The Arctic Yearbook is an international and peer-reviewed volume which focuses on issues of regional governance, development, environmental politics, circumpolar relations, geopolitics and security, all broadly defined. It is an open access, online publication.
This year’s theme is “The Russian Arctic: Economics, Politics & Peoples”. The Russian Arctic comprises over half of the entire Arctic’s surface area, almost half of the Arctic Ocean coastline, 69% of its population, and 73% of its economy. It is an incredibly important part of the Arctic region. Yet it is often misunderstood to external audiences and stakeholders, with superficial characterizations due to a lack of up-to-date information. There is a need for more nuanced and sophisticated English language scholarship on the Russian Arctic, especially from Russian authors themselves.
This Arctic Yearbook seeks to explore, analyze, critique, and deepen our collective understanding of the Russian Arctic and its economy, politics and societies. As Russia chairs the Arctic Council; as a coming oil, gas, and minerals boom strengthens the Arctic’s global influence; as pollution and climate change reshape the Arctic environment; and as northern polities and peoples demand more attention and control, it has become critically important to collect open access, high quality, and informed studies on the Russian Arctic. The Arctic Yearbook 2022 aims to answer this challenge.
Of particular interest are discussions on the following topics:
- Differences amongst and between Russian Arctic regions and trajectories of their development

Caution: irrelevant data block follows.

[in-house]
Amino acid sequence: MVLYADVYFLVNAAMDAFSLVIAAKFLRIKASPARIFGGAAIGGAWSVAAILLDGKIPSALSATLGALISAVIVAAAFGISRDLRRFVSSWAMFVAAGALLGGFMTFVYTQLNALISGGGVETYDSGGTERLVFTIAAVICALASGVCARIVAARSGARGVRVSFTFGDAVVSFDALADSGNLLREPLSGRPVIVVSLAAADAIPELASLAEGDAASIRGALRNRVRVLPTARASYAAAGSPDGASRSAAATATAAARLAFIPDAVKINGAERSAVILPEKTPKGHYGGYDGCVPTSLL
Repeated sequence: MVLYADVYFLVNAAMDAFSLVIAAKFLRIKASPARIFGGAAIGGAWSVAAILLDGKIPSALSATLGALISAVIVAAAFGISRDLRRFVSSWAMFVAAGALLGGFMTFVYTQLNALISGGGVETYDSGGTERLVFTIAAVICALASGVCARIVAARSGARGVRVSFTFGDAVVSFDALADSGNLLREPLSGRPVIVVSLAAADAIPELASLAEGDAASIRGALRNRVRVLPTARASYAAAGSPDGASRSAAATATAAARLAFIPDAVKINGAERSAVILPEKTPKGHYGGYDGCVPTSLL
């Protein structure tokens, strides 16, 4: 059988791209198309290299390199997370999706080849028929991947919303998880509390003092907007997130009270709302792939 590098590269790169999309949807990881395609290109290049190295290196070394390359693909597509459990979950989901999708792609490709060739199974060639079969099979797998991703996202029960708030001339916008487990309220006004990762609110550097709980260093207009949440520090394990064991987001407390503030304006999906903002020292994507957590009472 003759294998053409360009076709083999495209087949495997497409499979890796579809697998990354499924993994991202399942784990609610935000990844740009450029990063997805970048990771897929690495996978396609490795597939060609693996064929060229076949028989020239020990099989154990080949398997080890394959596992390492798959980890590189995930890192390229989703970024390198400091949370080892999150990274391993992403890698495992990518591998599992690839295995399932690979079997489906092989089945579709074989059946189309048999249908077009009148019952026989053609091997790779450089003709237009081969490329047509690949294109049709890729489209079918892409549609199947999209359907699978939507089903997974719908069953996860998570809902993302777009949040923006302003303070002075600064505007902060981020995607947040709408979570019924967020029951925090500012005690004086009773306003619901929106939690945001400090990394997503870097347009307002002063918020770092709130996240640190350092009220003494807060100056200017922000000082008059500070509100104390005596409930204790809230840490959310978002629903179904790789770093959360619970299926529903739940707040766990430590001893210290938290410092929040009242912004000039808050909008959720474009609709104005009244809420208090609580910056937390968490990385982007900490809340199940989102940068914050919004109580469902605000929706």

- Technological, scientific and infrastructure advances in the Russian Arctic in recent years
- Russian Arctic cities and their resilience under conditions of climate and social changes
- COVID-19 in the Russian Arctic: challenges and response
- New resource projects in the Russian Arctic, and corporations as their principal actors
- Environmental (maritime and terrestrial) challenges, policies and practices
- Scenario development and futurology for the Russian Arctic in the coming years and decades: regional, national and international perspectives
- Descriptions, and perspectives, of northern peoples and societies
- Analyses of the issues confronting Indigenous, or small numbered, peoples in the Russian Arctic
- Geopolitical and geoeconomic considerations affecting Russian-Western relations in the Arctic
- The Russian Arctic Council agenda and initiatives
Other topics of contemporary significance to Arctic development, governance, geopolitics, security, and community well-being will also be welcome. In particular, we hope to include a section on the impact of the COVID-19 pandemic in the global Arctic and we encourage articles and briefing notes on the subject.
Abstracts should be 250-400 words and include author name(s), institutional affiliation and article title, to be submitted to firstname.lastname@example.org. The deadline for abstracts is March 15, 2022. Notice of acceptance will be provided on March 31, 2022. Articles must be submitted by June 30, 2022. Publication is planned for Fall 2022.
We also welcome proposals for commentaries (1-3 page opinion pieces) and briefing notes (4-7 page analyses) from experts and policymakers on current issues and events.
Lassi Heininen email@example.com
Heather Exner-Pirot firstname.lastname@example.org
Justin Barnes email@example.com
(Chair) Dr. Alexander Pelyasov (Russian Academy of Sciences; Director of the Center of
Northern and Arctic Economics; Ministry of Economic Development & Trade, Russian
Dr. Lawson W. Brigham (Global Fellow, Wilson Center Polar Institute; Research Faculty, University
of Alaska Fairbanks)
Dr. Daria Burnasheva (Senior Lecturer at Arctic State Institute of Culture and Arts, Sakha Republic)
Dr. Miya Christensen (Professor at University of Stockholm, Sweden)
Halldór Johannsson (Executive Director, Arctic Portal, Iceland)
Dr. Kirsi Latola (Research Coordinator, UArctic Vice-President Networks, Finland)
Dr. Ólafur Ragnar Grímsson (Former President of the Republic of Iceland, Chair of the Arctic
James Ross, (Gwich’in leader, Northwest Territories, Canada)